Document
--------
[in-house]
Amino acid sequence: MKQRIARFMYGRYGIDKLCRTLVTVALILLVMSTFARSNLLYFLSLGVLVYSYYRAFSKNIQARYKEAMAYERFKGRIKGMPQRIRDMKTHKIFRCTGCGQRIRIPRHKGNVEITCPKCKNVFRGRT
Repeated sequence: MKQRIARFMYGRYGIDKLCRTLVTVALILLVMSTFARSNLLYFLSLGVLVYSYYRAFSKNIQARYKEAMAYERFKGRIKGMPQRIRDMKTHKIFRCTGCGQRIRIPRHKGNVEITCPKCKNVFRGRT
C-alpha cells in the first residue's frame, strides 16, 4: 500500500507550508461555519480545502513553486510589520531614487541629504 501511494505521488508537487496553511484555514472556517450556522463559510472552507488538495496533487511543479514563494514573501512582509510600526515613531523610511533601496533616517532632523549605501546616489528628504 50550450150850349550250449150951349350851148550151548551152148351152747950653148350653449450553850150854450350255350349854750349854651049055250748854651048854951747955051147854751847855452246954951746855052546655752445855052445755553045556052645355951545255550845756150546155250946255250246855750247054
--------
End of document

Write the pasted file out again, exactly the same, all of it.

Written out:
[in-house]
Amino acid sequence: MKQRIARFMYGRYGIDKLCRTLVTVALILLVMSTFARSNLLYFLSLGVLVYSYYRAFSKNIQARYKEAMAYERFKGRIKGMPQRIRDMKTHKIFRCTGCGQRIRIPRHKGNVEITCPKCKNVFRGRT
Repeated sequence: MKQRIARFMYGRYGIDKLCRTLVTVALILLVMSTFARSNLLYFLSLGVLVYSYYRAFSKNIQARYKEAMAYERFKGRIKGMPQRIRDMKTHKIFRCTGCGQRIRIPRHKGNVEITCPKCKNVFRGRT
C-alpha cells in the first residue's frame, strides 16, 4: 500500500507550508461555519480545502513553486510589520531614487541629504 501511494505521488508537487496553511484555514472556517450556522463559510472552507488538495496533487511543479514563494514573501512582509510600526515613531523610511533601496533616517532632523549605501546616489528628504 50550450150850349550250449150951349350851148550151548551152148351152747950653148350653449450553850150854450350255350349854750349854651049055250748854651048854951747955051147854751847855452246954951746855052546655752445855052445755553045556052645355951545255550845756150546155250946255250246855750247054